MONEY MANAGEMENTFrom the Virginia Society of Certified Public Accountants - Presented by Dean Knepper, CPA, CFP®
CHILD AND DEPENDENT CARE CREDIT EASES BURDEN ON WORKING FAMILIES
(January 21, 2005) — Most working parents would find it impossible to work without paying someone to care for their children. The same holds true for individuals who care for an aged parent or disabled relative who is physically or mentally incapable of self-care. The child and dependent care credit eases the financial burden for working parents and caregivers, reports the Virginia Society of CPAs.
Credit amount tied to adjusted gross income
The credit can range from 20 to 35 percent of qualified work-related child and dependent care expenses. Whether you can claim 20 percent, 35 percent, or somewhere in between depends on your gross income and number of dependents. For 2004, you may count up to $3,000 of the expenses paid in a year for one qualifying individual, or $6,000 for two or more qualifying individuals.
Who is a qualifying child or dependent?
For the purpose of the child and dependent care credit, you must maintain as your principal home a household for a child under the age of 13 whom you may claim as your dependent. Persons who cannot dress, clean, or feed themselves, or who need constant attention to prevent them from injuring themselves or others, also qualify. The Working Families Tax Relief Act of 2004 created a common definition of “qualified child” for the dependent care credit, as well as the child credit, dependency exemption, earned income tax credit and other child-related tax breaks. Effective in 2005, general tests involving residency and relationship to the taxpayer will be the same across the Tax Code, but different provisions will continue to use different cut-off ages.
Additional guidelines apply
As you might expect, there are a number of additional requirements you must meet before you can claim the child and dependent care tax credit. First, the care must be necessary so that you can work or look for work. If you’re married, both you and your spouse must be employed or seeking work. The only exception is when one spouse is either a full-time student or is physically or mentally incapable of self-care. You must file Form 1040 or Form 1040A and married taxpayers must file a joint return. To claim the credit, you must provide the name, address and taxpayer identification number of the care provider. The payments for child care cannot be paid to someone you can claim as your dependent on your return, your spouse or to your child who is under age 19. Expenses to attend a day camp qualify; overnight camp expenses do not.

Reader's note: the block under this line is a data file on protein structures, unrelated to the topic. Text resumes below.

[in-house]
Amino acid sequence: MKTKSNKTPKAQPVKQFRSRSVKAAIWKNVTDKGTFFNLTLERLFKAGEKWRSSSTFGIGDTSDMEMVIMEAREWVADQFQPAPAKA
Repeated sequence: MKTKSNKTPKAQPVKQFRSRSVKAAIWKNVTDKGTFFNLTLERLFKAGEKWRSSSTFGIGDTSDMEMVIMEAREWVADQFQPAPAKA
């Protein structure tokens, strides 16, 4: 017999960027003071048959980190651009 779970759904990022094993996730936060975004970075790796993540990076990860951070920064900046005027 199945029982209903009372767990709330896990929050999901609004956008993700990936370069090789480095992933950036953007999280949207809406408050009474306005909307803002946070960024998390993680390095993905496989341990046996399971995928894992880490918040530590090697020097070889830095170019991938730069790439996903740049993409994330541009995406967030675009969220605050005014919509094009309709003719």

Dependent care credit or employer-provided benefits?
The dependent care dollar limits are reduced by the amount of any dependent care benefits you received from your employer that are excluded from your income. You can find this amount in box 10 of your Form W-2. You must complete Part III of Form 2441 or Schedule 2 (Form 1040A) before you can compute the amount of your credit.
You’ll need to determine which strategy is more beneficial. Your decision depends on the kind of assistance your employer offers, your marginal tax bracket, the number of qualified dependents you have and the amount of your qualified expenses. A CPA can help you determine which strategy is best for you.
The Virginia Society of CPAs is the leading professional association dedicated to enhancing the success of all CPAs and their profession by communicating information and vision, promoting professionalism, and advocating members’ interests. Founded in 1909, the Society has nearly 8,000 members who work in public accounting, industry, government and education. This Money Management column and other financial news articles can be found in the Press Room on the VSCPA Web site at www.vscpa.com.
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